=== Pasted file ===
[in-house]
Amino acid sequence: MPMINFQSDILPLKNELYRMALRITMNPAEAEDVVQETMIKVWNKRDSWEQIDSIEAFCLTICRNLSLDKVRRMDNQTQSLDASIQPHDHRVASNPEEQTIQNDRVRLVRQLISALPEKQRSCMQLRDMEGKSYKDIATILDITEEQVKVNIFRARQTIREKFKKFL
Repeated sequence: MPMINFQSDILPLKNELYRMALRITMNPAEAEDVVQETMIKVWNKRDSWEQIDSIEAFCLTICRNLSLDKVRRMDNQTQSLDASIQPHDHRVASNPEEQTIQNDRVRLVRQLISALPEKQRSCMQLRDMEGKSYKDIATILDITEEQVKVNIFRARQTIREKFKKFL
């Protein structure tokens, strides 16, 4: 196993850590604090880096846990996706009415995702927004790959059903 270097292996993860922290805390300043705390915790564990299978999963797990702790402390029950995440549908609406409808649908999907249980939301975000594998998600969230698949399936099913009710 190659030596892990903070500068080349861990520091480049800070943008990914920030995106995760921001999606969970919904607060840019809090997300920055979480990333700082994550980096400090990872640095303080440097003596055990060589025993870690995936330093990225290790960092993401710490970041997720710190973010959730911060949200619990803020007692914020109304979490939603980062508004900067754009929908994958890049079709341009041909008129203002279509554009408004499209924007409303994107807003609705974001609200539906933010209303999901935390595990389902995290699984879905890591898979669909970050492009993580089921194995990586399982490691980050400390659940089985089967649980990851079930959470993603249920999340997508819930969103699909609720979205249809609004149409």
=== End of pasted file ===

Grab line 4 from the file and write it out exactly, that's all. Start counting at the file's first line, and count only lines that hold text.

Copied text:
């Protein structure tokens, strides 16, 4: 196993850590604090880096846990996706009415995702927004790959059903 270097292996993860922290805390300043705390915790564990299978999963797990702790402390029950995440549908609406409808649908999907249980939301975000594998998600969230698949399936099913009710 190659030596892990903070500068080349861990520091480049800070943008990914920030995106995760921001999606969970919904607060840019809090997300920055979480990333700082994550980096400090990872640095303080440097003596055990060589025993870690995936330093990225290790960092993401710490970041997720710190973010959730911060949200619990803020007692914020109304979490939603980062508004900067754009929908994958890049079709341009041909008129203002279509554009408004499209924007409303994107807003609705974001609200539906933010209303999901935390595990389902995290699984879905890591898979669909970050492009993580089921194995990586399982490691980050400390659940089985089967649980990851079930959470993603249920999340997508819930969103699909609720979205249809609004149409």